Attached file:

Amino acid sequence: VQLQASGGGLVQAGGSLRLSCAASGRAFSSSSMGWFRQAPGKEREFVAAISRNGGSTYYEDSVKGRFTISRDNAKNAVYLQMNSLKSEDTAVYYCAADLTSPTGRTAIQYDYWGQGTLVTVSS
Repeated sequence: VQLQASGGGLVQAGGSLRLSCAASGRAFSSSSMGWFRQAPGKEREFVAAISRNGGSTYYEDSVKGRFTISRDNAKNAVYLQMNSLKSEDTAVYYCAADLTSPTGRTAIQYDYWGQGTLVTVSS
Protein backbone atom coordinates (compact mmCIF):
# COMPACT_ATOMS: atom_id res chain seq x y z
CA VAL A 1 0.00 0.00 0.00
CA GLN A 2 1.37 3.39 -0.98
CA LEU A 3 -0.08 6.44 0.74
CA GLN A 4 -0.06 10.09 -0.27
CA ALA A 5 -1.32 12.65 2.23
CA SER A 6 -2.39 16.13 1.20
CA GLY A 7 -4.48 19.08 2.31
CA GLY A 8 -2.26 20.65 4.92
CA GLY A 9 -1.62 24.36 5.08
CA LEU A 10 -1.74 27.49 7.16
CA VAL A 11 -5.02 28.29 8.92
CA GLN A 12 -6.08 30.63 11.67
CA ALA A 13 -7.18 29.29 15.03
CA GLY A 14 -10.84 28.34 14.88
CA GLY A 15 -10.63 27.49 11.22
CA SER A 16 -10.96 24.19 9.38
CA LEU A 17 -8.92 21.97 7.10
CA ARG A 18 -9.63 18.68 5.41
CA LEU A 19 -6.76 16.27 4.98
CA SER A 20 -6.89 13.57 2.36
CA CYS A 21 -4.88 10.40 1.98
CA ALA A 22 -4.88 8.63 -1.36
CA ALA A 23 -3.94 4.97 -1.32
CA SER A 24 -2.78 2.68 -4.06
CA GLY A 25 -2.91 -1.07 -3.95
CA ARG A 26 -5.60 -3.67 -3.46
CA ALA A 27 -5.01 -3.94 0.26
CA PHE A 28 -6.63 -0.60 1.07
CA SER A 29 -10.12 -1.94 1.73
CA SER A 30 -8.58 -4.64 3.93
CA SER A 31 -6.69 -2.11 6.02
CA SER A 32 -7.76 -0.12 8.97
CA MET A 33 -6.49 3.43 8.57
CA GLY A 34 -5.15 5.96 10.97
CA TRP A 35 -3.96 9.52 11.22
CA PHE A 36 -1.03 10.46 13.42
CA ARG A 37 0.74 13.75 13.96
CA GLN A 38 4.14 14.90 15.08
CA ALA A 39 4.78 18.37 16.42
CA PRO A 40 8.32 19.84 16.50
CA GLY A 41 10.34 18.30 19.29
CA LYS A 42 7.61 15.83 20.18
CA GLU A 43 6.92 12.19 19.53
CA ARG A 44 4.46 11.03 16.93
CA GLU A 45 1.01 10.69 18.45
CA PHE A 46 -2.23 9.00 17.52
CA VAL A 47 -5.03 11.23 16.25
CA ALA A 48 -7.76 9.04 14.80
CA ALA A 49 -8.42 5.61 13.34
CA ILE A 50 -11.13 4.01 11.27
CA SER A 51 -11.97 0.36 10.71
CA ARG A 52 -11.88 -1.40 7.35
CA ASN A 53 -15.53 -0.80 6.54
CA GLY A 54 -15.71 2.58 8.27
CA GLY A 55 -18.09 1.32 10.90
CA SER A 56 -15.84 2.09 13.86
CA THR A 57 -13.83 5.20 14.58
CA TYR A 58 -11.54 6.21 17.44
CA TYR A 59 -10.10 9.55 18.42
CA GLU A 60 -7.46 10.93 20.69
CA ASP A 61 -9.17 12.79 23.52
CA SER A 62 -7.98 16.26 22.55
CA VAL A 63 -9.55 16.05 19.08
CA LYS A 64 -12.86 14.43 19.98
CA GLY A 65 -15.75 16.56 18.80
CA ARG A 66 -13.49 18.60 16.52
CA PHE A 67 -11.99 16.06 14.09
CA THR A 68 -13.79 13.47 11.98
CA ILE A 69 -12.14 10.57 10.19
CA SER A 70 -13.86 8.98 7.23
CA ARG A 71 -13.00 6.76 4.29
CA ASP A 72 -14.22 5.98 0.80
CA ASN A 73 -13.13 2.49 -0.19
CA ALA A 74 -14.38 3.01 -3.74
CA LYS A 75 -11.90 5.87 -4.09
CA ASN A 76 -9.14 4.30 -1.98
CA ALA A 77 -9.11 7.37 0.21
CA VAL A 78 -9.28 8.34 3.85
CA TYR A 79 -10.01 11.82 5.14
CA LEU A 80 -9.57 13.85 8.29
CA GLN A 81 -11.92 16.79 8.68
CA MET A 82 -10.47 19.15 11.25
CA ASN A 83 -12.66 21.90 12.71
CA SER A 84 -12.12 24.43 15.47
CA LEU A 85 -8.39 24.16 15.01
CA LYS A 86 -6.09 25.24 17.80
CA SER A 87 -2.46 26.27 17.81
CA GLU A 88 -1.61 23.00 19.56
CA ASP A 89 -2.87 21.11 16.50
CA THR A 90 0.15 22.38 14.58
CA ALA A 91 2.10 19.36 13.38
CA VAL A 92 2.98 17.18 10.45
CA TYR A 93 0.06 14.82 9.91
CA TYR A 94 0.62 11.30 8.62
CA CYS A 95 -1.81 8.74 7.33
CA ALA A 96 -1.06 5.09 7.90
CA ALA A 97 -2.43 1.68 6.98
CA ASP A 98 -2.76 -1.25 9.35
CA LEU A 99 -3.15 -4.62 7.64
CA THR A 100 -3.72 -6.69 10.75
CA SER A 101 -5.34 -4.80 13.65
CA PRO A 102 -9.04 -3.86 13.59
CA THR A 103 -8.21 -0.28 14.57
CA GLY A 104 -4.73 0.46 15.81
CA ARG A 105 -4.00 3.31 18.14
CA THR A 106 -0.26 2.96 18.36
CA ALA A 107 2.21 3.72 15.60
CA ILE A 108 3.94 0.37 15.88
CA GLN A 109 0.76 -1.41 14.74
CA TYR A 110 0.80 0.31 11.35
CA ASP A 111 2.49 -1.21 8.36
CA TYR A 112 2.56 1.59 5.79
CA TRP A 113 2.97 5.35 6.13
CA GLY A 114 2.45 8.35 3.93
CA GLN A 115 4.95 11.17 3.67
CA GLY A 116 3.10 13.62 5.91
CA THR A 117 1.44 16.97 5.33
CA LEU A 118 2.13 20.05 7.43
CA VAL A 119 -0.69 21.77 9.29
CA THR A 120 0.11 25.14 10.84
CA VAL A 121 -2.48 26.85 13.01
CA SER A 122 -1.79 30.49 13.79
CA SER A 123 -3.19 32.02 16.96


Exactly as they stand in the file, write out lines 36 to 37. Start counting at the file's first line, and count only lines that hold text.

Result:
CA SER A 32 -7.76 -0.12 8.97
CA MET A 33 -6.49 3.43 8.57